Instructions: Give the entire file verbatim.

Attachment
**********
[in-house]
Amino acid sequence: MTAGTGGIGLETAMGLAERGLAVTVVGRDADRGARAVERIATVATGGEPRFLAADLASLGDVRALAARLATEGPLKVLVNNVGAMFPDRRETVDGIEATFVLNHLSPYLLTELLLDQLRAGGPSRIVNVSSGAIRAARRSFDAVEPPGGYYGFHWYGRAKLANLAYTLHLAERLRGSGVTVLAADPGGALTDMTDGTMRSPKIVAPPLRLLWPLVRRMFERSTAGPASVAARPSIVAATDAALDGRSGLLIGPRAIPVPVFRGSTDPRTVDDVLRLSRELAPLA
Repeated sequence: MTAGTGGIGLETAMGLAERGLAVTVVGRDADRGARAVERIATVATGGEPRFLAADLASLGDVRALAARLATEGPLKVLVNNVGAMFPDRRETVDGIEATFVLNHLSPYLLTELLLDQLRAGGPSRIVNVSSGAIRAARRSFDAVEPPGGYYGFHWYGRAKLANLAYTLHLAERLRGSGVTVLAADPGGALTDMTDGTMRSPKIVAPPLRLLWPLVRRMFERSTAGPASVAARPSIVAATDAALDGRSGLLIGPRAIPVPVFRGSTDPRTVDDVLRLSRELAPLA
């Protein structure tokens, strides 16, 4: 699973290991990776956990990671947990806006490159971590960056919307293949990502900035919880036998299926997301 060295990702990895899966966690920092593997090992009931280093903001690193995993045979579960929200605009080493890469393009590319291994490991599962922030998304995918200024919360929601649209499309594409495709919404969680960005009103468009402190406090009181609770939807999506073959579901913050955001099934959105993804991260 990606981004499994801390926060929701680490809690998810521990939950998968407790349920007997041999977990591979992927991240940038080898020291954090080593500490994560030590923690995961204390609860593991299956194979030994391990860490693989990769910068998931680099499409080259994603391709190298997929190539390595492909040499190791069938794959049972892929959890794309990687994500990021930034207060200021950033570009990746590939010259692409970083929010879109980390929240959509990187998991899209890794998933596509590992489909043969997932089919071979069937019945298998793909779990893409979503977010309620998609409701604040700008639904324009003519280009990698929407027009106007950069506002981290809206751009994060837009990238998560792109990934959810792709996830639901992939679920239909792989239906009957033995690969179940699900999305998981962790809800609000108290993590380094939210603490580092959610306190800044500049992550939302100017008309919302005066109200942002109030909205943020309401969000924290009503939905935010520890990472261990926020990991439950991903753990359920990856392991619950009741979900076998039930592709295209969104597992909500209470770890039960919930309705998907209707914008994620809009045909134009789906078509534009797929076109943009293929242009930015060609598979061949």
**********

[in-house]
Amino acid sequence: MTAGTGGIGLETAMGLAERGLAVTVVGRDADRGARAVERIATVATGGEPRFLAADLASLGDVRALAARLATEGPLKVLVNNVGAMFPDRRETVDGIEATFVLNHLSPYLLTELLLDQLRAGGPSRIVNVSSGAIRAARRSFDAVEPPGGYYGFHWYGRAKLANLAYTLHLAERLRGSGVTVLAADPGGALTDMTDGTMRSPKIVAPPLRLLWPLVRRMFERSTAGPASVAARPSIVAATDAALDGRSGLLIGPRAIPVPVFRGSTDPRTVDDVLRLSRELAPLA
Repeated sequence: MTAGTGGIGLETAMGLAERGLAVTVVGRDADRGARAVERIATVATGGEPRFLAADLASLGDVRALAARLATEGPLKVLVNNVGAMFPDRRETVDGIEATFVLNHLSPYLLTELLLDQLRAGGPSRIVNVSSGAIRAARRSFDAVEPPGGYYGFHWYGRAKLANLAYTLHLAERLRGSGVTVLAADPGGALTDMTDGTMRSPKIVAPPLRLLWPLVRRMFERSTAGPASVAARPSIVAATDAALDGRSGLLIGPRAIPVPVFRGSTDPRTVDDVLRLSRELAPLA
């Protein structure tokens, strides 16, 4: 699973290991990776956990990671947990806006490159971590960056919307293949990502900035919880036998299926997301 060295990702990895899966966690920092593997090992009931280093903001690193995993045979579960929200605009080493890469393009590319291994490991599962922030998304995918200024919360929601649209499309594409495709919404969680960005009103468009402190406090009181609770939807999506073959579901913050955001099934959105993804991260 990606981004499994801390926060929701680490809690998810521990939950998968407790349920007997041999977990591979992927991240940038080898020291954090080593500490994560030590923690995961204390609860593991299956194979030994391990860490693989990769910068998931680099499409080259994603391709190298997929190539390595492909040499190791069938794959049972892929959890794309990687994500990021930034207060200021950033570009990746590939010259692409970083929010879109980390929240959509990187998991899209890794998933596509590992489909043969997932089919071979069937019945298998793909779990893409979503977010309620998609409701604040700008639904324009003519280009990698929407027009106007950069506002981290809206751009994060837009990238998560792109990934959810792709996830639901992939679920239909792989239906009957033995690969179940699900999305998981962790809800609000108290993590380094939210603490580092959610306190800044500049992550939302100017008309919302005066109200942002109030909205943020309401969000924290009503939905935010520890990472261990926020990991439950991903753990359920990856392991619950009741979900076998039930592709295209969104597992909500209470770890039960919930309705998907209707914008994620809009045909134009789906078509534009797929076109943009293929242009930015060609598979061949």